Several weeks into lock-down and no end in sight, working from home (WFH) has become the ‘new normal’ for many employees.

Take a moment to reflect on your current habits - are they helping or hindering your productivity? You may have started your WFH journey with the best of intentions, however perhaps it’s time to get back to basics. 

We’ve compiled the top tips from the experts – and included a few secrets no one tells you!




1. Separate work and living spaces

It’s vital to have separate work and living spaces. No space? Not a problem. Having a particular desk set up for work in the corner of a room is better than nothing.

As long as you only work at that desk, it’ll become second nature to leave it at that desk when you’re done.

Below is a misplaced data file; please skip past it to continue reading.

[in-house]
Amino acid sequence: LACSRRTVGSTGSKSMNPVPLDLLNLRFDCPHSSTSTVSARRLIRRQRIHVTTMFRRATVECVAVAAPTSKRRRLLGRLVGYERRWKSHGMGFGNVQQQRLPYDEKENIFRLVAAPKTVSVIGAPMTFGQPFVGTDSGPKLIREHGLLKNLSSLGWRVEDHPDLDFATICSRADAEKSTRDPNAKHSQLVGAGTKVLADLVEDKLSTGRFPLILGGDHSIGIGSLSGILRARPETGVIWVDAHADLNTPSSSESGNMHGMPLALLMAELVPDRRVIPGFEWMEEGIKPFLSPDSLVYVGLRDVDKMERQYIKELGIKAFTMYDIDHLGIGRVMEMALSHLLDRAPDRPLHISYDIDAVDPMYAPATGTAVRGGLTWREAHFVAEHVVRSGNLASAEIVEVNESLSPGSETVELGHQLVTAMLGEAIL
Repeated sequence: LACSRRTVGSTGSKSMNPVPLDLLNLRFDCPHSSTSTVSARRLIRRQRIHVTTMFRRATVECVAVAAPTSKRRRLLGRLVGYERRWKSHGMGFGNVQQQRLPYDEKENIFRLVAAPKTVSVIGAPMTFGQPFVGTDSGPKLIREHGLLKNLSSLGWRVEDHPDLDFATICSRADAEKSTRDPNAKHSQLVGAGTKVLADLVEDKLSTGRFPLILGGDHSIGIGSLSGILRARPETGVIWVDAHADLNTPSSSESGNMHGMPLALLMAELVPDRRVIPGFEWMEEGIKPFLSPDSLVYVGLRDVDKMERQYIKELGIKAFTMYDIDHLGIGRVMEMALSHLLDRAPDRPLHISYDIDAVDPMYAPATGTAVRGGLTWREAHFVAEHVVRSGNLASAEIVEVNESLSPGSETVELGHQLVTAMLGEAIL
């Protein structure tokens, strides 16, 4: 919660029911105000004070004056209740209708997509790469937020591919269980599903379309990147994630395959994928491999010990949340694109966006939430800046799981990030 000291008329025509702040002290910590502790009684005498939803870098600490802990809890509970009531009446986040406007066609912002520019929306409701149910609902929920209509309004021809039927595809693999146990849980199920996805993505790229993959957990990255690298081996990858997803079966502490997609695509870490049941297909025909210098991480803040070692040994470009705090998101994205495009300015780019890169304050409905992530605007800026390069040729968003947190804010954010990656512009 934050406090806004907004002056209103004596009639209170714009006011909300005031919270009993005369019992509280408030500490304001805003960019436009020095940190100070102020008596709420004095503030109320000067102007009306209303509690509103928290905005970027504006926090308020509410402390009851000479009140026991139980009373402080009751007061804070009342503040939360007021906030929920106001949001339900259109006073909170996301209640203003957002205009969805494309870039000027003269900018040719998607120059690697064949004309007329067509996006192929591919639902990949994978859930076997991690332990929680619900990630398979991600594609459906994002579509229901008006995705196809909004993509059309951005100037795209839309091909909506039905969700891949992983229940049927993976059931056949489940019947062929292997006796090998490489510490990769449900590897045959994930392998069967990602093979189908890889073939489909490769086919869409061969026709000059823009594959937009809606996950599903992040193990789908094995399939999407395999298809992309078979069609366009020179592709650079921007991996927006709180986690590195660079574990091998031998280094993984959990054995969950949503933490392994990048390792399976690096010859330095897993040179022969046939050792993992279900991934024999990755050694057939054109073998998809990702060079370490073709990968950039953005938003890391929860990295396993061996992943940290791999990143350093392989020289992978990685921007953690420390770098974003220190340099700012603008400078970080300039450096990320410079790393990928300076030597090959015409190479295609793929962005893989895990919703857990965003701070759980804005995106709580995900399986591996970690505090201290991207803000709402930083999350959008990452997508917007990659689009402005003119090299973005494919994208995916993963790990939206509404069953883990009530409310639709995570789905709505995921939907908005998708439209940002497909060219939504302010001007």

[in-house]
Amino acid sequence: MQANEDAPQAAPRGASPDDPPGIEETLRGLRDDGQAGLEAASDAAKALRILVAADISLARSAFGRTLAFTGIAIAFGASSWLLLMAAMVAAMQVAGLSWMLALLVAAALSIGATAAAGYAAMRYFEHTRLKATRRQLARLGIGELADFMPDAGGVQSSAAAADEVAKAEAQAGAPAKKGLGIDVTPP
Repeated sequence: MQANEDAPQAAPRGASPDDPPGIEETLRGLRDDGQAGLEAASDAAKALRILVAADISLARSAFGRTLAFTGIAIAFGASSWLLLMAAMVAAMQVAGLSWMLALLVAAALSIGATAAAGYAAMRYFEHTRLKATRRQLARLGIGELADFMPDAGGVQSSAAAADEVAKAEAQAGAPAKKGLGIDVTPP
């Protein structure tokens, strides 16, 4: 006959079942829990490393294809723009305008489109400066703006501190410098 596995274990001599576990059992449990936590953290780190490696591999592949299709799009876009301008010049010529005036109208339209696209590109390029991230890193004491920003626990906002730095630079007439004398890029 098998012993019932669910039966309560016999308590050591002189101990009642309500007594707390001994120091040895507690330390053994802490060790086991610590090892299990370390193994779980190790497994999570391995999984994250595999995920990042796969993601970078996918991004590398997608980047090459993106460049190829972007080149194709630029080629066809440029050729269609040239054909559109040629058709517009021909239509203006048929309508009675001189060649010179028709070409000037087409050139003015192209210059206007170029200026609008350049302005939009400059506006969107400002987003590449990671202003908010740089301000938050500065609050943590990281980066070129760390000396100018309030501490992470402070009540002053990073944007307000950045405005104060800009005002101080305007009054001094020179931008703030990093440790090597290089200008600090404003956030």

2. Set regular work times and try to maintain your work/life balance 

Working too much can lead to burnout and wrecks your productivity. Appropriate boundaries and set working hours are needed to maintain the work/life balance an office usually brings. This lets you truly relax in your spare time and gives a deadline to help keep you focused during the day.


3. Take regular breaks to come back with a fresh head

Taking breaks feels a little odd with remote work, as you can technically stop at any time. Get to know what works for you, as there needs to be a balance between staying focused and not working yourself into a rut. 

Getting away from your screen will also help to prevent headaches.



4. Stretch to avoid cramps and pains

An injury may affect your ability to work. Avoid this by taking the time to stretch your muscles regularly (especially if you’re sat typing all day).